Known for its “cool” menthol fragrance and flavor, mint is also extremely easy and fast to grow, making it a perfect starter plant for the aspiring gardener.
Our featured mint variety: (Peppermint) Seed
Peppermint has a number of reported natural medicinal uses including relief for an upset stomach, allergies and muscles spasms, to name a few. It contains menthol which is a natural decongestant. In addition, tea made with its leaves can, reportedly, relieve a sore throat. It is commonly applied topically to soothe skin irritations and is used in aromatherapy. It is a natural anti-microbial and can be used to freshen breath.
There is evidence that peppermint repels mosquitoes outside in the yard. And backyard chicken farmers report that it can help control parasites in the flock. Like most herbs, peppermint can be dried or frozen for later use in a variety of applications.
Interesting Facts About Mint Plants
Mint Gardening Tips
Full sun or part shade. In hot climates, shade is helpful.
While mature mint plants are drought tolerant, freshly-planted seeds and newly established plants should receive gentle, regular watering to keep them consistently moist but not soaking wet.
Hardy mint adapts to many types of reasonably well-drained soil, once established. For best results starting seeds, soil should be 70°F.
Once established, mint will tolerate a wide range of above-freezing temperatures.
Start mint seeds indoors about 8-10 weeks before your last anticipated spring frost or direct seed outdoors after the threat of frost has passed.
Plant seeds ¼ inches deep, tamp down soil and gently sprinkle with water. Thin and space according to seed packet instructions.
Seeding to maturity generally takes 90 days or so.
Mint doesn’t need any help to grow!
Add mulch as the seedlings develop to retain moisture and discourage weeds.
Mint is susceptible to fungal diseases which can be mitigated with good air circulation and morning watering. It’s also targeted by various insect pests such as aphids, mites, thrips and cutworms. Quick online research reveals solutions to these problems.
Mint is a vigorous grower that can quickly become invasive if you don’t control it. Methods of control including planting/transplanting it in open-on-both-end containers in the ground or aggressively cutting back runners and pinching plant tips.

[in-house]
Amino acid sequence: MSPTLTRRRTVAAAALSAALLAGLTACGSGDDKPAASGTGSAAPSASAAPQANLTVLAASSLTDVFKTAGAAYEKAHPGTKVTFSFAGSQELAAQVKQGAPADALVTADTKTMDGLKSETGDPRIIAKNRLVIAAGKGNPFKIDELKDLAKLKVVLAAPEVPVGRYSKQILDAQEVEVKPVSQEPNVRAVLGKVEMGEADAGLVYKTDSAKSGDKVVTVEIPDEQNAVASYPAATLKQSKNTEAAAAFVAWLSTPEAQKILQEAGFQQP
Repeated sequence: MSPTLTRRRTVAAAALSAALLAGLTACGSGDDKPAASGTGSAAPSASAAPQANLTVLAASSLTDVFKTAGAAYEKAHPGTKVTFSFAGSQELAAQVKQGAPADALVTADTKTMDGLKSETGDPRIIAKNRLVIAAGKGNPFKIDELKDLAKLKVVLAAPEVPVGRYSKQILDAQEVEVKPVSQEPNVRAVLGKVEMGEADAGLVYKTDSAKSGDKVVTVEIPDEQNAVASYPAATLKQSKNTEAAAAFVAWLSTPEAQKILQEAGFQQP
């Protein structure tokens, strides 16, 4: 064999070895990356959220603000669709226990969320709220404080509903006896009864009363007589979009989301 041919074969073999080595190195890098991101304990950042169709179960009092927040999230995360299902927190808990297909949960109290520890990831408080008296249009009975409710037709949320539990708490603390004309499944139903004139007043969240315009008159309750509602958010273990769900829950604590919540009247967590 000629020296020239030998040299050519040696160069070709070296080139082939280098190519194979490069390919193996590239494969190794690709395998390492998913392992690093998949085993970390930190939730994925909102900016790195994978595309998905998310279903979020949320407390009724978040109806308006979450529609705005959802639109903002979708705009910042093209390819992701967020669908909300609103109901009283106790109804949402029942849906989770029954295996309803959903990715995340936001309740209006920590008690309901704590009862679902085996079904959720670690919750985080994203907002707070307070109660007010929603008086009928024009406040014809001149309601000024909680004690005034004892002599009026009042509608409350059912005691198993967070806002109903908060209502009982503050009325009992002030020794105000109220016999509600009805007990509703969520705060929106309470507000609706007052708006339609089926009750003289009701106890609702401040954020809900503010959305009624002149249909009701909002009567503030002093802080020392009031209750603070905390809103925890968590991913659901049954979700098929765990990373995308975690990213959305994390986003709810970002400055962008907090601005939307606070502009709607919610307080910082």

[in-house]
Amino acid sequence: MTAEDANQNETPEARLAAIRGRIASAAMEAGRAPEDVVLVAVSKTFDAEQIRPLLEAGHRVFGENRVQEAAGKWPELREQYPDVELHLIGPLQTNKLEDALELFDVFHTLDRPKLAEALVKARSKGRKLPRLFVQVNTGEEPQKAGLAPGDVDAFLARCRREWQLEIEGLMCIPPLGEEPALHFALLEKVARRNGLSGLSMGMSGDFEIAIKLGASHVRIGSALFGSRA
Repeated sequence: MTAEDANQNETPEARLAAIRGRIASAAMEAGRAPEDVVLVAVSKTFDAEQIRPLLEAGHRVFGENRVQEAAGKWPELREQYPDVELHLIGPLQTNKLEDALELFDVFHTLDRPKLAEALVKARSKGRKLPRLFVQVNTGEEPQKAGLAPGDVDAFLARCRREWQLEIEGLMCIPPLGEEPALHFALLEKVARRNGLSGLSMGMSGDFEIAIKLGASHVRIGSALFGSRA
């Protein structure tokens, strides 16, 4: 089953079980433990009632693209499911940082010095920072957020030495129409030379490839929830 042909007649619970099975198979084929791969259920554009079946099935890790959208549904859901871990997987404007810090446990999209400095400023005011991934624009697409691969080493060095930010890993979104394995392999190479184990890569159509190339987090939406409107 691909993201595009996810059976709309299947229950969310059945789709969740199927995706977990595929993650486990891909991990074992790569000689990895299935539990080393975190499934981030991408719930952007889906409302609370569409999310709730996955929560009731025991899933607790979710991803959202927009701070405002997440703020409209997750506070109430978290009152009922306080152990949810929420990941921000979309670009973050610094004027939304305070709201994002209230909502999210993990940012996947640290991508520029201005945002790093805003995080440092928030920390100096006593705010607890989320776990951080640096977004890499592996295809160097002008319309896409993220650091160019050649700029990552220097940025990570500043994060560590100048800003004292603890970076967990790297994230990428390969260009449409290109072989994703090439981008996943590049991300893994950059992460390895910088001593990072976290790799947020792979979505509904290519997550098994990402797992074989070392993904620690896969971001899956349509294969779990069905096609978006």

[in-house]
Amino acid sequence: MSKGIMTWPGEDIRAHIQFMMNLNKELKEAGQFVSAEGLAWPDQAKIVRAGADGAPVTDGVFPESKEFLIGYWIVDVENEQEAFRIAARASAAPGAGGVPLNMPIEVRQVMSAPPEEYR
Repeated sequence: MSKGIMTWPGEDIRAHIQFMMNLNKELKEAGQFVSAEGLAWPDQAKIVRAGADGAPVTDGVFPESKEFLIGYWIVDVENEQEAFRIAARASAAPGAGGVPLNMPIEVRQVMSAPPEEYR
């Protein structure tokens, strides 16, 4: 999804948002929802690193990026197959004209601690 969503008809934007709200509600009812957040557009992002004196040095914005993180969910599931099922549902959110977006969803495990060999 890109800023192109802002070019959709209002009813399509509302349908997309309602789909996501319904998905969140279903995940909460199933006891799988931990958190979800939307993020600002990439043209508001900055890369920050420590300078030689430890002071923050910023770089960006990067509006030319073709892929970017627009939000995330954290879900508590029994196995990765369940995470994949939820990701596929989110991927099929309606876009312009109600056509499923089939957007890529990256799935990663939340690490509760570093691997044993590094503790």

Mint is a helpful companion to a number of other vegetable plants including: beets, broccoli, brussel sprouts, cabbage, eggplant, kale, lettuce and peppers. The health and flavor of peas, cabbage and tomato plants will be enhanced by the proximity of mint.
Yes! Shallow-rooted mint will thrive in a variety of pots and containers.
You can start to harvest mint leaves once the plants have multiple stems that are at least 6 inches long; you can continually harvest thereafter. Pinch off flowers as they appear to conserve the flavor of the leaves and essential oil content.
- Fragrant and delicious, mint conjures up images of relaxing summer afternoons spent outside on the porch enjoying a refreshing beverage with family and friends.
- If you’re new to gardening, consider putting mint at the top of your list of “crops” to plant. Not only is it easy to grow, it’s also hardy and prolific and will provide you with an abundant harvest for years to come.
- Unfussy and fast-growing, mint will spread rapidly in your garden or pots and can become an invasive nuisance if you don’t take active measures to control it.
- Mint makes excellent seasonal ground cover for large areas or to fill in tight spaces between walkway pavers.
- Attracts pollinators!
- Packed with antioxidants, mint contains vitamins A and C, as well as potassium, magnesium, calcium, phosphorus and iron.
- 9 cups peeled and chopped tomatoes (peel first, see below)
- 2 1/2 cups chopped green bell peppers
- 2 1/2 cups chopped white onion
- 4 medium jalapeños, chopped (substitute 2 of the jalapeños for 2 cayenne peppers for extra hot salsa)
- 8 large cloves garlic, chopped
- 6 teaspoons canning salt
- 1 cup white vinegar
- 1 (12 ounce) can tomato paste
- Remove tomato skins. Make an “X” in the bottom of the tomatoes, then place in boiling water for 60 seconds. Then, remove the tomatoes from the water and place directly into an ice bath. The skins should slip right off.
- Make the salsa. Place all of the ingredients in a large pot and simmer for 20-30 minutes, until thickened and cooked.
- Prepare cans to be sealed. Transfer the cooked salsa into clean, sterile jars leaving 1/2 inch headspace. Use a funnel for this. Wipe rims of jars and, then place lids on top.
- Process with a water bath. Bring a large saucepan filled with water to a boil. Your saucepan needs to be tall enough to have the water cover the jars by 2 inches.